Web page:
No Southern politician irked his policymaking brethren quite like Virginia-born Henry Stuart Foote, a former Mississippi senator and governor sent by Tennessee to the new Confederate Congress in 1861. Foote was a mass of contradictions—a witty and charming gentleman whose white-hot temper led him into repeated duels; a proslavery Confederate representative who spoke out forcefully against President Jefferson Davis and even tried to negotiate peace with the North; and an activist who sought to reconcile blacks and whites after the war.
By the time of secession, Foote had already forged a combative, controversial reputation. He had fought four duels, earned the nickname “Hangman” for threatening to lynch New Hampshire Senator John P. Hale and nearly pulled a pistol on Thomas Hart Benton on the U.S. Senate floor.
A stalwart Unionist—and therefore a reluctant secessionist—Foote made no effort to win friends in Richmond, irritating his colleagues with long-winded harangues and endless proposals for inquiries into Congressional spending, Army contracts and Jefferson Davis’ war policies.
Davis, in fact, was the target of much of Foote’s ceaseless agitating. The two were longtime enemies, and Foote once disparaged Davis as “an Executive Chief whose incompetency I had long known.” The two had sparred over the Mississippi governorship—which Foote won in 1851 on a pro-Union platform—and in 1847 infamously traded blows on Christmas Day. Throughout the Civil War, Foote blasted what he called the president’s timid military strategy and the government’s assault on individual rights, exemplified by conscription and confiscation acts and the suspension of habeas corpus. He warned against the threat of a possible Davis dictatorship.
Convinced the president stood in the way of a negotiated peace with the North, Foote resigned his seat in the Confederate Congress and went north with his wife in January 1865 in an unauthorized attempt to negotiate with the Lincoln administration. Confederate troops arrested Foote in Occoquan, Va., and sent him back to Richmond, where he was imprisoned but soon released.
Moaned The Richmond Dispatch: “The whole thing is as easy as falling off a slippery log. First, denounce the Confederate authorities. Second, whine about peace, and offer peace resolutions, and then desert to the enemy.”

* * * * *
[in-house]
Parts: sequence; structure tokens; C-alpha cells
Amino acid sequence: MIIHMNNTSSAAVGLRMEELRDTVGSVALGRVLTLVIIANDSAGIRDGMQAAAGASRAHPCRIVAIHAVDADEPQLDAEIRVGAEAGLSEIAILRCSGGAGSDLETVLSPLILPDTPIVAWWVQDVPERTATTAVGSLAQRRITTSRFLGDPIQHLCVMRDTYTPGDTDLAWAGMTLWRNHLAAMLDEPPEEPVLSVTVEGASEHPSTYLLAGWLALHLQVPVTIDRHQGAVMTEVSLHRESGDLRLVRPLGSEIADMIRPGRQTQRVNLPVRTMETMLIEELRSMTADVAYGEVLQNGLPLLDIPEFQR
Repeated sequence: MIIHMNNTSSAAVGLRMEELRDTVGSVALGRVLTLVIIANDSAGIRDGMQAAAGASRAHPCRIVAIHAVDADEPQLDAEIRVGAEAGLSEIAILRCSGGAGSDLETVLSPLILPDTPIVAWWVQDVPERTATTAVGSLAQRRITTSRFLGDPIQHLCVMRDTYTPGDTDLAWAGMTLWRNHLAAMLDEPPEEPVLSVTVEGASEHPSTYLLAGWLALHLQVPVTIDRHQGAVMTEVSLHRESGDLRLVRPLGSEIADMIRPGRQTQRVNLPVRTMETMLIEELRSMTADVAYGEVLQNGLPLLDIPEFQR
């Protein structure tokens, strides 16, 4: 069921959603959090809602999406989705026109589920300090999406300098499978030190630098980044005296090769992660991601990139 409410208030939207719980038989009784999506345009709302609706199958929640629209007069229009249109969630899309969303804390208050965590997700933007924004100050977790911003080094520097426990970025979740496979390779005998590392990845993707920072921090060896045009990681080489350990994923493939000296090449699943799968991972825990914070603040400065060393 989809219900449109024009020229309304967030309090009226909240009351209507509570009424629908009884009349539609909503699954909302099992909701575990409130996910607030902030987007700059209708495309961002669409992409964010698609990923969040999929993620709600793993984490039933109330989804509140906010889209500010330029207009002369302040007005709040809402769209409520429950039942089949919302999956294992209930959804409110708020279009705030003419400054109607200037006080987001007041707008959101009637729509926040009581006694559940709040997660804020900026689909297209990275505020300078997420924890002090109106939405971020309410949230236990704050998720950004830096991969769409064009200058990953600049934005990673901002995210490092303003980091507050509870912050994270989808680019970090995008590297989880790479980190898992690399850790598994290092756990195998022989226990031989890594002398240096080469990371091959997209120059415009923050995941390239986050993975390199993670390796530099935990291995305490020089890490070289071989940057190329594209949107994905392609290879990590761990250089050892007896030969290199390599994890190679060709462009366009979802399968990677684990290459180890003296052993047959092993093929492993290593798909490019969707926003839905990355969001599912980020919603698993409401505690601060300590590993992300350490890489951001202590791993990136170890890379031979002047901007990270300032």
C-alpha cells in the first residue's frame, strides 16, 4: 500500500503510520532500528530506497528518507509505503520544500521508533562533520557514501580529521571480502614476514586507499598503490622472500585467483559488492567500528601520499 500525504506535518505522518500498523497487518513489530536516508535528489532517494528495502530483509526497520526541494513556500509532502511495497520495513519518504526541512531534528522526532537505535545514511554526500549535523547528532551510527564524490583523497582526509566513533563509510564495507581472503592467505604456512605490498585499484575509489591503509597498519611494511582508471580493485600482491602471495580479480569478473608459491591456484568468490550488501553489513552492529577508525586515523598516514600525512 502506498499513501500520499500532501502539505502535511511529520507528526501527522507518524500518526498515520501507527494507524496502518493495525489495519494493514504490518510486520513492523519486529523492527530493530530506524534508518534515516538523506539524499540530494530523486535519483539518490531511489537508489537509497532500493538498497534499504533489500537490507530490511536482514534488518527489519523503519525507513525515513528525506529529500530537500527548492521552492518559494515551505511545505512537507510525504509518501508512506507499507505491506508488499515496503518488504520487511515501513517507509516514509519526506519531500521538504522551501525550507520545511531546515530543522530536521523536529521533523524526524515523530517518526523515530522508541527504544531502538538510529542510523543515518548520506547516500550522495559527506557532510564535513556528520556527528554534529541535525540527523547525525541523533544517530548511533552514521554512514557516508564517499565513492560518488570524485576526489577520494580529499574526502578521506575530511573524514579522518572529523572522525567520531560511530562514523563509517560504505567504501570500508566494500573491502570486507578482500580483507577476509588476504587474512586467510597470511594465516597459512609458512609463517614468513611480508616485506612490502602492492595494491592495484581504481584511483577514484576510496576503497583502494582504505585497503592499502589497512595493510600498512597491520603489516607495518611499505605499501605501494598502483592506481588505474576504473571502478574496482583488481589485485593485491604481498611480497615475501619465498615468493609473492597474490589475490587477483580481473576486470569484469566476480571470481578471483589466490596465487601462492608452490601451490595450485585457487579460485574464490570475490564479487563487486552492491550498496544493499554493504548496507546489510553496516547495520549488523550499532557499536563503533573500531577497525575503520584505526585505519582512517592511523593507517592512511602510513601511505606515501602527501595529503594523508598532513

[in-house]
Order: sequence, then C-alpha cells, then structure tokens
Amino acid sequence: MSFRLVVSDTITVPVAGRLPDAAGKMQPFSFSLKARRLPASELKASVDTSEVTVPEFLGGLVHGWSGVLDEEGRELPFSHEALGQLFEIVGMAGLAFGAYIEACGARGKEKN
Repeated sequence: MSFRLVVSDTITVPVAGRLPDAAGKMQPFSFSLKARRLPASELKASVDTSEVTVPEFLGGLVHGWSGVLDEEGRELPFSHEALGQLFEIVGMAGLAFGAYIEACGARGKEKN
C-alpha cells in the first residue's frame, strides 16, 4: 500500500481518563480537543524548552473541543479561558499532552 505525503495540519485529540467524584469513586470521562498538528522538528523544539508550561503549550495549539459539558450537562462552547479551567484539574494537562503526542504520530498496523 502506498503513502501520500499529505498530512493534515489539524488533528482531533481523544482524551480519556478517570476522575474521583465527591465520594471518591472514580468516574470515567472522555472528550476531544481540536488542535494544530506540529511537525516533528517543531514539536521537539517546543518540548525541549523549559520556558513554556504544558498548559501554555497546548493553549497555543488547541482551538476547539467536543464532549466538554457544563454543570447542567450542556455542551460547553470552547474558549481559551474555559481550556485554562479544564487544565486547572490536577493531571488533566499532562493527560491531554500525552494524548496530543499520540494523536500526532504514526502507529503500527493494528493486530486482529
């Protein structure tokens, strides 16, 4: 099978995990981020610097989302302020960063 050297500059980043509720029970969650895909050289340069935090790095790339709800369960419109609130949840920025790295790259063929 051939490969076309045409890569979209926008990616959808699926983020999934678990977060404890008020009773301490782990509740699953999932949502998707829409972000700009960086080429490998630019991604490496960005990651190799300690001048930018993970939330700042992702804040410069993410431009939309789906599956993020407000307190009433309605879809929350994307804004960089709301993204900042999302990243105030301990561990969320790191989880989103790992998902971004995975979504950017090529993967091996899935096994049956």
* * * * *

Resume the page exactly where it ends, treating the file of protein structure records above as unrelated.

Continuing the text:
A month later Foote and his wife again went north, this time through the Shenandoah Valley, and made their way to New York City. He drew a cold reception from the Lincoln administration, however, and was given the choice of returning to Richmond or going abroad. The couple sailed for Liverpool, England, but returned to New York two months later on April 6, three days before Robert E. Lee surrendered to Ulysses S. Grant at Appomattox Court House.
Many Southerners considered Foote a traitorous hothead, but he did have his supporters. On February 14, 1865, The New York Times quoted “an admiring correspondent of the exiled rebel” who said: “Though his public life has been a stormy one, in his social relations, no man has been more respected and esteemed. The very pink of honor in his dealings, his deportment was marked by a high-bred courtesy that made him welcome in every circle.” Ironically, Foote went on to work for black rights after the war. He endorsed universal amnesty for the South in exchange for universal suffrage, a resolution introduced in the Senate by his son-in-law, Senator William Stewart of Nevada. Suffrage for men 21 and over would come with the adoption of the 15th Amendment in 1870, though black codes continued to stifle African-American voting for nearly another century.
After practicing law for a time in Nashville and Washington, D.C., becoming active in Republican politics and publishing his memoirs, Casket of Reminiscences, Foote was appointed superintendent of the New Orleans Mint by President Rutherford B. Hayes. But even that appointment was controversial because Hayes bypassed the Louisiana congressional delegation, causing Senator William P. Kellogg to wonder why Hayes hadn’t appointed the king of Kamschatka to the post. Foote served as mint superintendent from 1878 to 1880.
Although Foote had a reputation of quarreling with nearly everyone he worked with, he did work hard for reconciliation, particularly between former slaves and their masters. In May 1879, a New Orleans Times editorial that Foote probably wrote called for voluntary associations in each Louisiana parish that would “hear all complaints without respect to color or condition….” The proposal, though—and Foote—soon faded into history.
Originally published in the July 2008 issue of America’s Civil War. To subscribe, click here.